Bad posture is gradually becoming a lifestyle epidemic.
With an inactive lifestyle, correcting posture can be difficult and if not addressed, it could potentially deteriorate with years of bad posture.
An active lifestyle can reverse and promote radical flexibility.
Weight training demands muscles to work under or over the weight to control, pull, and push to achieve an effective exercise.
The law of gravity works against us, but with these key pointers below, it should fire up some great defense on the principals of bad posture.
Example #1: Strengthening
Strengthening back muscles with exercises like the deadlift, pull-ups/chin-ups, and rows are shown to be beneficial in helping maintain strong muscles in an area which is notoriously weak.
Your back, specifically your lower back/posterior chain hold you up, however, another key focal point is your abdominal area.
With a strong back but weak abdomen, you are just fixing part of the issue.
Remember that your abdomen is responsible for core stabilization, think of the abdomen as a lifting belt that protects your forward and backward weight, preventing you from collapsing from under it.
Balancing between chest and back exercises is key. Balancing exercises are also imperative to posture. Rolled shoulders, hunchback, and your head pulled forward are all characteristics of tight and overworked chest muscles. Knowing this, chest exercises should not trump back exercises.
A level of balance should be maintained. Using compound exercises is your best fight against bad posture. Of course using Proper form is key in learning how to successfully perform a compound lift.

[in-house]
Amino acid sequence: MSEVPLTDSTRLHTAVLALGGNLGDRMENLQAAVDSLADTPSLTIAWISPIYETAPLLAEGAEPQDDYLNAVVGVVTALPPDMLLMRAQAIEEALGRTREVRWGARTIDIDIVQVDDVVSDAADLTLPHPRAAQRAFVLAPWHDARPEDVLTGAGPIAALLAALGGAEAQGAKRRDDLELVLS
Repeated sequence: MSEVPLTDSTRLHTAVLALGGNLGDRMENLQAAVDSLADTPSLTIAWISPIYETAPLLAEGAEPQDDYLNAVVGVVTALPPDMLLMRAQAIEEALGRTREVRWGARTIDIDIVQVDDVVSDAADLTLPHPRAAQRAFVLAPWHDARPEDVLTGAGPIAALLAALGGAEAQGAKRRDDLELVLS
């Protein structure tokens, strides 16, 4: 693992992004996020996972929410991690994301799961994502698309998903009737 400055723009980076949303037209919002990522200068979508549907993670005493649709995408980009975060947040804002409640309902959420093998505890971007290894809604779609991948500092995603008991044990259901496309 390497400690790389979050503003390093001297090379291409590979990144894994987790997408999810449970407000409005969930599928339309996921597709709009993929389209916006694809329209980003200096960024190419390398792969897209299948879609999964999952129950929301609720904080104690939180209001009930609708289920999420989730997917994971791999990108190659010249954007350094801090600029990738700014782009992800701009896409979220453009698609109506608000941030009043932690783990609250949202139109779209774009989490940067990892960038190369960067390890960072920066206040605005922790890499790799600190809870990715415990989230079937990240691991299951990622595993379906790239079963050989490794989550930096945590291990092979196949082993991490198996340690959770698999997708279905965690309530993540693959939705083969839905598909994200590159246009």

Full range of motion (ROM) exercises like the squat, overhead press, and deadlift will promote flexibility and help work your stabilizing muscles (which are rarely worked on).
Example #2: Practice your form
When performing these lift correctly, you’ll find that the bar will travel closely in a straight vertical line.
Using this technique will require good form, the triggering of unused or dormant muscle, and flexibility.
A great example is the overhead squat.
This variation of the squat demands a strong core for stabilization, strengthening the core which is vital for back health and great posture.
A great deal of flexibility in the hip flexors, hamstings, chest and calfs help in assisting the full range of motion and which are also notorious muscle groups for being tight and inflexible.
Activating dormant muscle groups in exercises that require a full ROM help ensure flexibility and strengthens areas that are usually weak, never trained and inflexible, especially with our modern passive lifestyle and excessive sitting from desk jobs.
With the law of gravity working against our favor, it might seem difficult for us to realigning ourselves but as with anything in life, you need to work at it constantly reenforce everything that plays a role in posture alignment.
Share some of your ideas that help resolve bad posture or ideas that might help others.